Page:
Tunisian artist Nicène Kossentini marries Arabic poetic text with glass art pieces

The Tunisian artist's works were displayed at the FIAC contemporary art fair in Paris last month. (Supplied)
Updated 08 November 2019

Tunisian artist Nicène Kossentini marries Arabic poetic text with glass art pieces

DUBAI: The multidisciplinary Tunisian artist tells us how her literary and artistic heritage influenced her poetic work on glass for the FIAC contemporary art fair in Paris last month.




Nicène Kossentini's poetic work on glass was influenced by literary and artistic heritage. (Supplied)

A few years ago, I started working with old Arabic texts and I copied some of their fragments in my work. I’m not interested in the aesthetics of calligraphy, but rather in language. In this work, each cloud shows what I was reading from the “One Thousand and One Nights” tales.

When I read the tales, I was so interested in the details, which build the imaginary. We have many details of clothes, food, music, and we can really catch all of the social and political aspects of Arab society — whether in Egypt, Baghdad, or Syria.

I studied fine arts in Tunis and Paris and I learned about contemporary and European art. Later, I returned to my hometown of Sfax and I started practicing a very specific art of my culture and heritage — painting on glass. In the 18th century there was a painter called Mahmoud Al-Feriani, who learned the artistic practice of painting on glass in Syria, and later produced a lot of these paintings in Sfax. I’m fascinated by this form of art and I wanted to reinvent this tradition.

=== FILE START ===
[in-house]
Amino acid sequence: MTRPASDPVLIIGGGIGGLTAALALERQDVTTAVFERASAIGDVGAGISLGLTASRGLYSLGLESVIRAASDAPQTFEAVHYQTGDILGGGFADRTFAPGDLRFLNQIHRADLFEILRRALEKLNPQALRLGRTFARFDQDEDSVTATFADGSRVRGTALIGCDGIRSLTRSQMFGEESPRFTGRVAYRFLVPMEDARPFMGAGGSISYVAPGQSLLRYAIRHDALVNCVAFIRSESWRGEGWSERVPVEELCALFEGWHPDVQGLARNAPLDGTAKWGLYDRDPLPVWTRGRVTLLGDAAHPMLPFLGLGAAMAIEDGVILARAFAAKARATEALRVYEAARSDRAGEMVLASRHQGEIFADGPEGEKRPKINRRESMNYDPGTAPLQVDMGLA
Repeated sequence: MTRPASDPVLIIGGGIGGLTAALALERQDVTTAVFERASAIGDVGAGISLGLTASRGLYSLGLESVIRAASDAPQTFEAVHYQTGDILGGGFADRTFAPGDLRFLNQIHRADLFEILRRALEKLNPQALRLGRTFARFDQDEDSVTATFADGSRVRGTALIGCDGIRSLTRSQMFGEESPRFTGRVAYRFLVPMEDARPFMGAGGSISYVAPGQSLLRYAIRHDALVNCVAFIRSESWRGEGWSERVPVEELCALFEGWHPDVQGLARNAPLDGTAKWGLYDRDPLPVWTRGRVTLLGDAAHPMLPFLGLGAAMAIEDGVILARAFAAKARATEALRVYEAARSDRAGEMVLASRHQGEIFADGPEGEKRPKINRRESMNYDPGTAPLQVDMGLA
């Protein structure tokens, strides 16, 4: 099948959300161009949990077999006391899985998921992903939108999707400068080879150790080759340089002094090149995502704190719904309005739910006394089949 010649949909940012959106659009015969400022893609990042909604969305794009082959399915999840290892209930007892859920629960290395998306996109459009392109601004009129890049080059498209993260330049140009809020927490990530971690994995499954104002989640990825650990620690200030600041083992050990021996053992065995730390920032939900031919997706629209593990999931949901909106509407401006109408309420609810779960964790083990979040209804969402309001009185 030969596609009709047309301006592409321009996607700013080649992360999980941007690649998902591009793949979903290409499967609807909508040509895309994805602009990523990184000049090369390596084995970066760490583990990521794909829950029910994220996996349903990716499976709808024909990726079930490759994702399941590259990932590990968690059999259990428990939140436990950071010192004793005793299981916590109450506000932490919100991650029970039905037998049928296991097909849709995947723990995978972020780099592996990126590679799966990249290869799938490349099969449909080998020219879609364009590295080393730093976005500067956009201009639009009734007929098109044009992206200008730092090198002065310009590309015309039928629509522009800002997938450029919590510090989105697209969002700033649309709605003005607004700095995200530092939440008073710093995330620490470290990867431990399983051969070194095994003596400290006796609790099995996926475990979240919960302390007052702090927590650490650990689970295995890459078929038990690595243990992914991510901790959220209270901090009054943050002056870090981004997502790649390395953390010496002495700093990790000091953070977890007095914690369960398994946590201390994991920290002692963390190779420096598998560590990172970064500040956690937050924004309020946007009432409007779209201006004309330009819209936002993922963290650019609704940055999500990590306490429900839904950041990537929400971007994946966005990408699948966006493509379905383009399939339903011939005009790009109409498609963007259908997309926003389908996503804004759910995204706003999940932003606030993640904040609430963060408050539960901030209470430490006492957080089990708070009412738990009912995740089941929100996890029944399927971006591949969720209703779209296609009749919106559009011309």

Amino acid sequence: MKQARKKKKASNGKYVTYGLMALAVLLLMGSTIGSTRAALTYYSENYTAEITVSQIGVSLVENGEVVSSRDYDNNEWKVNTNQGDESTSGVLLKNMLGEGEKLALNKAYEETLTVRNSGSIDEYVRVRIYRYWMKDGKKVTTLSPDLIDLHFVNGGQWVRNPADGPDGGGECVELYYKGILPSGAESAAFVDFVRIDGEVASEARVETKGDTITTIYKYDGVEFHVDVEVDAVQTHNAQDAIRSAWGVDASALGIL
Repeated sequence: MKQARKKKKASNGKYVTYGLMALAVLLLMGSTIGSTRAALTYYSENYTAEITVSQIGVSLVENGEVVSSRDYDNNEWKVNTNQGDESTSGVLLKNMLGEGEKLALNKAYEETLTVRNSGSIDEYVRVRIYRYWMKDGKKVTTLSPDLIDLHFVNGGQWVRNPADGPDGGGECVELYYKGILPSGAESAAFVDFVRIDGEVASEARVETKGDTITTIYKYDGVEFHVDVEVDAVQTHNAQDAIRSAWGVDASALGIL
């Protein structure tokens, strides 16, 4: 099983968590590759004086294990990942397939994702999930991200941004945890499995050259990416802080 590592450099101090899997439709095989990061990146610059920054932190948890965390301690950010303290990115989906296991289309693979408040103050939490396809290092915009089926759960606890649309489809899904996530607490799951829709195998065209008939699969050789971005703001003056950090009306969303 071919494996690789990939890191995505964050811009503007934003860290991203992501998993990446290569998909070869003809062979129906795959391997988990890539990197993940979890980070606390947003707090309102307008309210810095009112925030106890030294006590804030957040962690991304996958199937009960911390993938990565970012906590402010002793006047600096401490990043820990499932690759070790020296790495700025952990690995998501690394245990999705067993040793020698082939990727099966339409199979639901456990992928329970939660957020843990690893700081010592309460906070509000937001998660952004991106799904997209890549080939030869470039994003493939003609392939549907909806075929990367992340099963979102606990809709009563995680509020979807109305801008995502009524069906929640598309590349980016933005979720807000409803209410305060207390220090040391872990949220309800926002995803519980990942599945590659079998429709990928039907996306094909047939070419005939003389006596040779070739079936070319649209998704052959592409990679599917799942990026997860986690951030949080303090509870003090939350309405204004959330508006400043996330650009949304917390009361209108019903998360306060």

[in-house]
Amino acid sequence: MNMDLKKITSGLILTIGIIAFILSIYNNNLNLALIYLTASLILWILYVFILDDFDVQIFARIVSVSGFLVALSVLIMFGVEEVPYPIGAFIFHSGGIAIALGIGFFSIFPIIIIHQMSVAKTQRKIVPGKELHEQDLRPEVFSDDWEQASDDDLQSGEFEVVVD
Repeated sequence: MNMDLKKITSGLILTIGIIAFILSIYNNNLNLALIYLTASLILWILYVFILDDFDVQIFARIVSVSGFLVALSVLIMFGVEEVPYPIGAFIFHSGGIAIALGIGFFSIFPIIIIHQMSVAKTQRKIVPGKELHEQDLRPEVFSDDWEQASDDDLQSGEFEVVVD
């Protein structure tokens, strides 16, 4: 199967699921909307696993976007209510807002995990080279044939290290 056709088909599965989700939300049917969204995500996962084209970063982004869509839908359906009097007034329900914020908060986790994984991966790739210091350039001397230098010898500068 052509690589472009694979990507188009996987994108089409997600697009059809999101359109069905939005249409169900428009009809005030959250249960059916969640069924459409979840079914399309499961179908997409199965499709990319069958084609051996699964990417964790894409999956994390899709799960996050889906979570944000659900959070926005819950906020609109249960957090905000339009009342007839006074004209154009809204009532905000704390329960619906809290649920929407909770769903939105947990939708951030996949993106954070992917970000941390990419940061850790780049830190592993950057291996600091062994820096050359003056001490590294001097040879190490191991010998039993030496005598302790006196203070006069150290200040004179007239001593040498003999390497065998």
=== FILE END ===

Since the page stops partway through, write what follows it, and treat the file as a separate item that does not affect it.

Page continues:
I liked losing myself in the writing of “Nuages.” When I started reading and writing at the same time, I didn’t want to stop. Each day for six-to-seven weeks, I spent many hours working on the piece. I would open my “One Thousand and One Nights” book and write what I read directly onto the glass through the simple use of my brush and ink.

It’s an act of copying the Arabic language, but I’m also expressing my frustration because I have a feeling that I am losing my language. It is through language that we can imagine, and this notion of disappearing is what I am questioning in the work.


Kurdish singer Nouri: ‘I want to be the greatest’

Her story is all the more remarkable for the fact that she was born in a Syrian refugee camp after her parents fled Kurdistan in the early Nineties. (Supplied)
Updated 26 min 34 sec ago

Kurdish singer Nouri: ‘I want to be the greatest’

DUBLIN: Vivian Nouri is a woman on a mission. The Kurdish singer ­— more commonly known as NOURI — has made something of a splash in recent months. Her debut single “Where Do We Go From Here” reached number one in New Zealand in March this year (it currently has more than 1.1 million views on YouTube), before topping charts everywhere from Saudi Arabia and Kuwait to Iraq and Palestine.

Her story is all the more remarkable for the fact that she was born in a Syrian refugee camp after her parents fled Kurdistan in the early Nineties. They moved to New Zealand when Nouri was three.

She cites Christina Aguilera, Britney Spears, Michael Jackson and Whitney Houston as performers who inspired her early love of music. “By the time I was seven, I would copy their singing on the TV, but I was never sure if I was doing it right.”

Turned out she was, though. At nine, in her first talent show, Nouri sang “When You Believe” — a duet by Whitney Houston and Mariah Carey for the 1998 animation “The Prince of Egypt.” She received a standing ovation. And it was a buzz she never forgot.

“The thrill of performing, the feeling of singing the song and everyone loving it, and the shock of getting a standing ovation — that I could sing and other people liked it…” she says. “I’ve been chasing that feeling ever since.”

Nouri's story is all the more remarkable for the fact that she was born in a Syrian refugee camp after her parents fled Kurdistan in the early Nineties. (Supplied)